New partnership puts global health at the centre of the curriculum

تم النشر: 1 نوفمبر 2011 11:18 CET

The International Federation of Red Cross and Red Crescent Societies (IFRC) and The University of Manchester have announced plans to launch a postgraduate teaching programme in the field of global health.

The teaching and research partnership will be coordinated through the University’s Humanitarian and Conflict Response Institute (HCRI) and will encourage collaborative research between the HCRI, the IFRC’s Learning and Knowledge Sharing Network and the 186 national Red Cross and Red Crescent societies around the world. Staff and volunteers within the movement are often on the frontline of health emergencies and so may be invaluable sources of information and advice for students.

The curriculum will cover issues such as emergency humanitarian assistance, water and sanitation, health needs in specific types of crises, health promotion and disease prevention, and disaster preparedness and mitigation.

Professor Dame Nancy Rothwell, President and Vice-Chancellor, The University of Manchester, and Dr. Mukesh Kapila, Under Secretary General, IFRC, will officially launch this partnership by signing a Memorandum of Agreement at a ceremony to be held at the University of Manchester today. Following the signing of the document, Dr. Kapila will give a keynote address on ‘Experimenting with leadership: trials and tribulations.’ There will also be time for a question and answer session after the talk.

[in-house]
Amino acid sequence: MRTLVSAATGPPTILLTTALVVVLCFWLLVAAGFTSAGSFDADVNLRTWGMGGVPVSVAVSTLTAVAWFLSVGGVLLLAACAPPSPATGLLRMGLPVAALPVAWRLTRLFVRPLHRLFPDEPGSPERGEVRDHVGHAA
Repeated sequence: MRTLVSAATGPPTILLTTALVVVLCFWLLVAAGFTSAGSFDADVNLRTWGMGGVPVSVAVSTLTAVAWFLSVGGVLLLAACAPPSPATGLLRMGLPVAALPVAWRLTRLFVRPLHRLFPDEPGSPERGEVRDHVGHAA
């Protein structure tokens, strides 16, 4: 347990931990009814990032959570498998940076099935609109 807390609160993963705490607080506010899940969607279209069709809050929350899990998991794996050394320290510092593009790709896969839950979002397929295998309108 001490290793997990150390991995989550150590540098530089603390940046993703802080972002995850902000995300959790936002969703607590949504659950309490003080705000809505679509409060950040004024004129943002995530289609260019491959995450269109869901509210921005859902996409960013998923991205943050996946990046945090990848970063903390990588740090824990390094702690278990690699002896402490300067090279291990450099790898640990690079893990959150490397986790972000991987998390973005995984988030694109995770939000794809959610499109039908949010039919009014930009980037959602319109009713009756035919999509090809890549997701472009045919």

Dr. Kapila said that with health and humanitarian challenges becoming more complex, there was a vital need for a new generation of thinkers and leaders able to engage with the issues and develop new strategies for the future. “This partnership links The University of Manchester’s excellence in the humanities, health sciences and technologies with the dedication of millions of Red Cross Red Crescent volunteers,” he said. “Together, we can learn, innovate, and develop the knowledge that will directly improve the health and well-being of the communities we serve.”

Professor Tony Redmond, HCRI deputy director, said: “This relationship progresses the aims of both organisations to improve the health and wellbeing of the world’s most vulnerable people through humanitarian practices which are informed by the vital link up of rigorous research and teaching. We are proud to invest in the pioneering collaborative venture with the IFRC.”


Experimenting with leadership: trials and tribulations

Dr Mukesh Kapila, Under Secretary General, National Society and Knowledge Development,...